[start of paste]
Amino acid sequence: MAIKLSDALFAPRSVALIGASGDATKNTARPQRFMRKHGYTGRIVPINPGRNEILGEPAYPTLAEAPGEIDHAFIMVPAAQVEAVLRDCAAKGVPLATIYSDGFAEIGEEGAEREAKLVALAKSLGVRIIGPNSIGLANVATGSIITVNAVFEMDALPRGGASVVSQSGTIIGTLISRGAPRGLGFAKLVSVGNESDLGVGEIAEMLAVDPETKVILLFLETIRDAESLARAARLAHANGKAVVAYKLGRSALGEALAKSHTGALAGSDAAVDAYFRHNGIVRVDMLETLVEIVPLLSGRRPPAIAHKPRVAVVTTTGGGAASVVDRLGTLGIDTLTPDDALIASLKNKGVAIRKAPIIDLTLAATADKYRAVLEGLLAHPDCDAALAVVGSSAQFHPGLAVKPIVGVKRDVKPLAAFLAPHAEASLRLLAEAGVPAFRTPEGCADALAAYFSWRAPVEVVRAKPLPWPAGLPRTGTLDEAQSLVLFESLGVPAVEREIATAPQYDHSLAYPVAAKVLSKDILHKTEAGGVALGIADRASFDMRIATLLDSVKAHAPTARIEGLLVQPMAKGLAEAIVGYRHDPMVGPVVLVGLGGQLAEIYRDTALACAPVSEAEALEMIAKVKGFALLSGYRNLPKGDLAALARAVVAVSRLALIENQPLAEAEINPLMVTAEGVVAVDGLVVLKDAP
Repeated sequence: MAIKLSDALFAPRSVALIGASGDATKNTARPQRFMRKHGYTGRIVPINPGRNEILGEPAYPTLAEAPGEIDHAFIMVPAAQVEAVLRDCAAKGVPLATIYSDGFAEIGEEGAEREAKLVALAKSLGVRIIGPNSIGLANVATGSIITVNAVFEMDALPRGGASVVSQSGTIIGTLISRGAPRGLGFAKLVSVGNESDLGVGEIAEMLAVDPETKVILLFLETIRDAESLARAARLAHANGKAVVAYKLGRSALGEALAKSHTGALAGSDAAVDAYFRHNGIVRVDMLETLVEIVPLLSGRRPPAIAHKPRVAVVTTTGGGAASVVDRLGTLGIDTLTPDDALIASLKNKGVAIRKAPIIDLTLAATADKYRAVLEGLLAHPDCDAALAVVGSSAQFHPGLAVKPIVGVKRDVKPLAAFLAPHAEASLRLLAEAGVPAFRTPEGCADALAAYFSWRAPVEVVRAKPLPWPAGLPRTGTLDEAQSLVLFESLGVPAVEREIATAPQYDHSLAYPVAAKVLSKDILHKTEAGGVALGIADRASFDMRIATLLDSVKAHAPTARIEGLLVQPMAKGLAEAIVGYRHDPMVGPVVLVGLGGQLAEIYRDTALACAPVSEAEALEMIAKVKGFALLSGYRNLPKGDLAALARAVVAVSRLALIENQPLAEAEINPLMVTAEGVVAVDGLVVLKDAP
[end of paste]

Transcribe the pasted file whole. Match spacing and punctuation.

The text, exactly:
Amino acid sequence: MAIKLSDALFAPRSVALIGASGDATKNTARPQRFMRKHGYTGRIVPINPGRNEILGEPAYPTLAEAPGEIDHAFIMVPAAQVEAVLRDCAAKGVPLATIYSDGFAEIGEEGAEREAKLVALAKSLGVRIIGPNSIGLANVATGSIITVNAVFEMDALPRGGASVVSQSGTIIGTLISRGAPRGLGFAKLVSVGNESDLGVGEIAEMLAVDPETKVILLFLETIRDAESLARAARLAHANGKAVVAYKLGRSALGEALAKSHTGALAGSDAAVDAYFRHNGIVRVDMLETLVEIVPLLSGRRPPAIAHKPRVAVVTTTGGGAASVVDRLGTLGIDTLTPDDALIASLKNKGVAIRKAPIIDLTLAATADKYRAVLEGLLAHPDCDAALAVVGSSAQFHPGLAVKPIVGVKRDVKPLAAFLAPHAEASLRLLAEAGVPAFRTPEGCADALAAYFSWRAPVEVVRAKPLPWPAGLPRTGTLDEAQSLVLFESLGVPAVEREIATAPQYDHSLAYPVAAKVLSKDILHKTEAGGVALGIADRASFDMRIATLLDSVKAHAPTARIEGLLVQPMAKGLAEAIVGYRHDPMVGPVVLVGLGGQLAEIYRDTALACAPVSEAEALEMIAKVKGFALLSGYRNLPKGDLAALARAVVAVSRLALIENQPLAEAEINPLMVTAEGVVAVDGLVVLKDAP
Repeated sequence: MAIKLSDALFAPRSVALIGASGDATKNTARPQRFMRKHGYTGRIVPINPGRNEILGEPAYPTLAEAPGEIDHAFIMVPAAQVEAVLRDCAAKGVPLATIYSDGFAEIGEEGAEREAKLVALAKSLGVRIIGPNSIGLANVATGSIITVNAVFEMDALPRGGASVVSQSGTIIGTLISRGAPRGLGFAKLVSVGNESDLGVGEIAEMLAVDPETKVILLFLETIRDAESLARAARLAHANGKAVVAYKLGRSALGEALAKSHTGALAGSDAAVDAYFRHNGIVRVDMLETLVEIVPLLSGRRPPAIAHKPRVAVVTTTGGGAASVVDRLGTLGIDTLTPDDALIASLKNKGVAIRKAPIIDLTLAATADKYRAVLEGLLAHPDCDAALAVVGSSAQFHPGLAVKPIVGVKRDVKPLAAFLAPHAEASLRLLAEAGVPAFRTPEGCADALAAYFSWRAPVEVVRAKPLPWPAGLPRTGTLDEAQSLVLFESLGVPAVEREIATAPQYDHSLAYPVAAKVLSKDILHKTEAGGVALGIADRASFDMRIATLLDSVKAHAPTARIEGLLVQPMAKGLAEAIVGYRHDPMVGPVVLVGLGGQLAEIYRDTALACAPVSEAEALEMIAKVKGFALLSGYRNLPKGDLAALARAVVAVSRLALIENQPLAEAEINPLMVTAEGVVAVDGLVVLKDAP